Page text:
The Project's Over – What Happened? (Part 2)

About DSA

Darryl L. Sink and Associates, Inc. (DSA) helps organizations design and develop learning and performance solutions that get results. DSA works cooperatively with organizations to:

  • accomplish internal custom projects
  • train and educate their internal staff in Instructional Systems Development.

Check out DSA presenters and Consultants at

DSA Tips Newsletter Archive

If you haven’t visited the tips archives lately, check it out –

Darryl’s tips are now conveniently organized not only by published date, but by these topics:

  • Project Management
  • Front End Analysis
  • Design Strategies
  • Instructional Strategies/Techniques
  • Measurement/Evaluation
  • Implementation
  • Professional Development
  • Coaching with DSA Tips

We have lots of great ideas just waiting for you to use!

Tap into DSA’s expertise and experience!

Call me at 831-649-8384 or email me at

Bring our expert presenters on-site with a workshop from DSA. Click here for details. Call or E-mail Jane Sink to help you decide which workshops are right for your group.

In Part 1 of this month's tip we provided a matrix to help collect data during a project and a strategy to analyze the data by comparing the cells in the matrix. Of course, we want to identify lessons learned from what might have not gone so well. The analysis of the evaluation data need not always focus on bad news. We can and should use the analysis data to identify outstanding achievements in different areas and to reward the key people who are responsible for these achievements.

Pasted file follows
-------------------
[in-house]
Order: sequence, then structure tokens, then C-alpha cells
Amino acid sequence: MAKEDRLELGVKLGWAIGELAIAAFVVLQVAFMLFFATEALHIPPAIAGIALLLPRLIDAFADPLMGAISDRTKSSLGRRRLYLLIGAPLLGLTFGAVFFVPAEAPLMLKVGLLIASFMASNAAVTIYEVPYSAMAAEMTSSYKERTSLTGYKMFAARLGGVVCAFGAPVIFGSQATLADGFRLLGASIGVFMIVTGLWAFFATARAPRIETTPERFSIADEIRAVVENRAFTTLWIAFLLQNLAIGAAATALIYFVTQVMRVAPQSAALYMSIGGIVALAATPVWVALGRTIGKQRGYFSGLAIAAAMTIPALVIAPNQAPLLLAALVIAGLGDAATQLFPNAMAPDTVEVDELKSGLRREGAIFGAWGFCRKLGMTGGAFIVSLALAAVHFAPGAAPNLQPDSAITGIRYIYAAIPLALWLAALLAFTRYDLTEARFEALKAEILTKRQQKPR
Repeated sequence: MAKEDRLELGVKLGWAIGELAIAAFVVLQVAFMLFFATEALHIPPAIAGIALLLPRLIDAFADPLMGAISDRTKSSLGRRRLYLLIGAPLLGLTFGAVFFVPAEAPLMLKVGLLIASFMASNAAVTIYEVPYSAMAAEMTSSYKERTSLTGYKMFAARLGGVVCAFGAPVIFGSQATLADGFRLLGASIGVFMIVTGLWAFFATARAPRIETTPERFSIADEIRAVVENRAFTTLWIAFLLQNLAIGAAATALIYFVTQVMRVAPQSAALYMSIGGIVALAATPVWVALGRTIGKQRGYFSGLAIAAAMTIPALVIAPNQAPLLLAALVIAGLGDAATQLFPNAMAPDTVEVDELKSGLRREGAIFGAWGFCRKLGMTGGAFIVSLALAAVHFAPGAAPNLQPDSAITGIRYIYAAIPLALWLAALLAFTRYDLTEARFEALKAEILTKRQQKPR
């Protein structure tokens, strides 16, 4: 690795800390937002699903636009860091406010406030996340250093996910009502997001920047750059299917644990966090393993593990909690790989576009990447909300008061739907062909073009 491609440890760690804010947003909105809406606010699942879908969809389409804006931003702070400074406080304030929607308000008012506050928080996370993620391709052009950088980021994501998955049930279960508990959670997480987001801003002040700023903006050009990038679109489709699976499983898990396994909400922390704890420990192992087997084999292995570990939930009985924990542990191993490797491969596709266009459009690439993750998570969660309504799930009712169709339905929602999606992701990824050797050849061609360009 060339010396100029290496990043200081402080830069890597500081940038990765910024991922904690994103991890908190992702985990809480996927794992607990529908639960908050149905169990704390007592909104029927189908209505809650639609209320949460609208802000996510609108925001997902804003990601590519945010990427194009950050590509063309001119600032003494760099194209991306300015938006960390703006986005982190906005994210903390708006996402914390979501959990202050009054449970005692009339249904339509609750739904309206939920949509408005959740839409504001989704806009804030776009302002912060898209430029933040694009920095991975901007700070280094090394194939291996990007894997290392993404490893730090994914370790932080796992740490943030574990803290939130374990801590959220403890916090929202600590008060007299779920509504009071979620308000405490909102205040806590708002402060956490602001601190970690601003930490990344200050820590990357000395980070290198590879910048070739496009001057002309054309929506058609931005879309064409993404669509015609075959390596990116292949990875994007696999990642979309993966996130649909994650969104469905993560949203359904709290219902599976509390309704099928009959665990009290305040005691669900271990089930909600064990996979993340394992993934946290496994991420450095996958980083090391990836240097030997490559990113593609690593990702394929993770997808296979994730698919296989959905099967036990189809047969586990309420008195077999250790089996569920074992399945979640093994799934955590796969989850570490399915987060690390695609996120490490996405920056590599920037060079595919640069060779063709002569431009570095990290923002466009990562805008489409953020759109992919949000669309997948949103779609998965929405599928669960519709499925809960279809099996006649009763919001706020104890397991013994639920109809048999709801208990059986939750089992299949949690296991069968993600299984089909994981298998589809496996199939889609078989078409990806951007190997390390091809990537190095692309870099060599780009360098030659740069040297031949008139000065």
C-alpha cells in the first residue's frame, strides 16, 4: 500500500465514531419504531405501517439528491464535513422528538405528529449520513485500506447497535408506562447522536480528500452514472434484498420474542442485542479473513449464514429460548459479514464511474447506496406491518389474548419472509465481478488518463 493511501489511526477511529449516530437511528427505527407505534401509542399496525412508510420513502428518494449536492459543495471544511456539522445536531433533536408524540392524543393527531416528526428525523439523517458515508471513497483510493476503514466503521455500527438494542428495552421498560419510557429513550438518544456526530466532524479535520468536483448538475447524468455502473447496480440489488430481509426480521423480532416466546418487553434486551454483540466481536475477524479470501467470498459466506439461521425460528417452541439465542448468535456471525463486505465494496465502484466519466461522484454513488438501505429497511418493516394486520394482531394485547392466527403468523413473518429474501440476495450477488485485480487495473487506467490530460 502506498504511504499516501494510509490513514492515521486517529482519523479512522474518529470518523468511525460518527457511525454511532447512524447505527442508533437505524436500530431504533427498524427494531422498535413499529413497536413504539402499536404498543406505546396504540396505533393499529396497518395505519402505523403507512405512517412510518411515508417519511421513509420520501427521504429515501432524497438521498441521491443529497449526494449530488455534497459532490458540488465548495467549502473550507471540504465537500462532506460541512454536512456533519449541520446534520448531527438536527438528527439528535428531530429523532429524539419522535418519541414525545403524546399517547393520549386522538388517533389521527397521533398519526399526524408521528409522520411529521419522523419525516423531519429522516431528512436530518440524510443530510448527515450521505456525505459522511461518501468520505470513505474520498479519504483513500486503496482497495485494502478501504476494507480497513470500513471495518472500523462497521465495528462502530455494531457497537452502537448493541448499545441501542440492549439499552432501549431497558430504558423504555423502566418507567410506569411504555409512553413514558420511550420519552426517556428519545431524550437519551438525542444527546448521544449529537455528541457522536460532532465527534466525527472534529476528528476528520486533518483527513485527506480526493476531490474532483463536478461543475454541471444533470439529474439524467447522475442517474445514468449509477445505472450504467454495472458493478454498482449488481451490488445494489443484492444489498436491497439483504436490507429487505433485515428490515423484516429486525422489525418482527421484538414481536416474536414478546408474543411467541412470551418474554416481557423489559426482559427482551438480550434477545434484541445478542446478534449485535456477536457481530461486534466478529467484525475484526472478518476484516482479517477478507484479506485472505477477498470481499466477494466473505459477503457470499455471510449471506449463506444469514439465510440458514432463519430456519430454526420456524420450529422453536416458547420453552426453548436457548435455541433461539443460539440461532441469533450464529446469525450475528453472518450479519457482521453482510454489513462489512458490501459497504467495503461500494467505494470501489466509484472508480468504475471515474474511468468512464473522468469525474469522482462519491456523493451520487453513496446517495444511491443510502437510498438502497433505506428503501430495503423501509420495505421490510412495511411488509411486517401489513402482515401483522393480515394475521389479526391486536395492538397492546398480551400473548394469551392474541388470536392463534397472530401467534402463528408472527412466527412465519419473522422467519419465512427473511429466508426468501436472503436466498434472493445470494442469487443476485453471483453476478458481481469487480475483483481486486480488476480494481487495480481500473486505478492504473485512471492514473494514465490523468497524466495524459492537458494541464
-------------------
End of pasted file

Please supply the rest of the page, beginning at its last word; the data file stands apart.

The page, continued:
Using our Evaluation Matrix, achievements may occur at each of the three levels: results, processes, and resources. Here is a checklist of different types of outstanding achievements in the three categories.

  1. Positive Consequences
  2. Public Recognition
  3. Recognition From the Top

You can identify these achievements when you are comparing the planned and the actual columns in the Evaluation Matrix.

Once you have identified achievements, it is very important for you to recognize and reward the people responsible for them. If a team has done the work, you will want to recognize and reward the team. This is one of the major functions of a front line manager.

You can reward these outstanding achievers in several different ways:

This concludes the two-part tip on evaluation after the project is over. In Part 1, we discussed how to identify continuous improvement ideas and in Part 2 how to recognize outstanding achievements.

See you next time,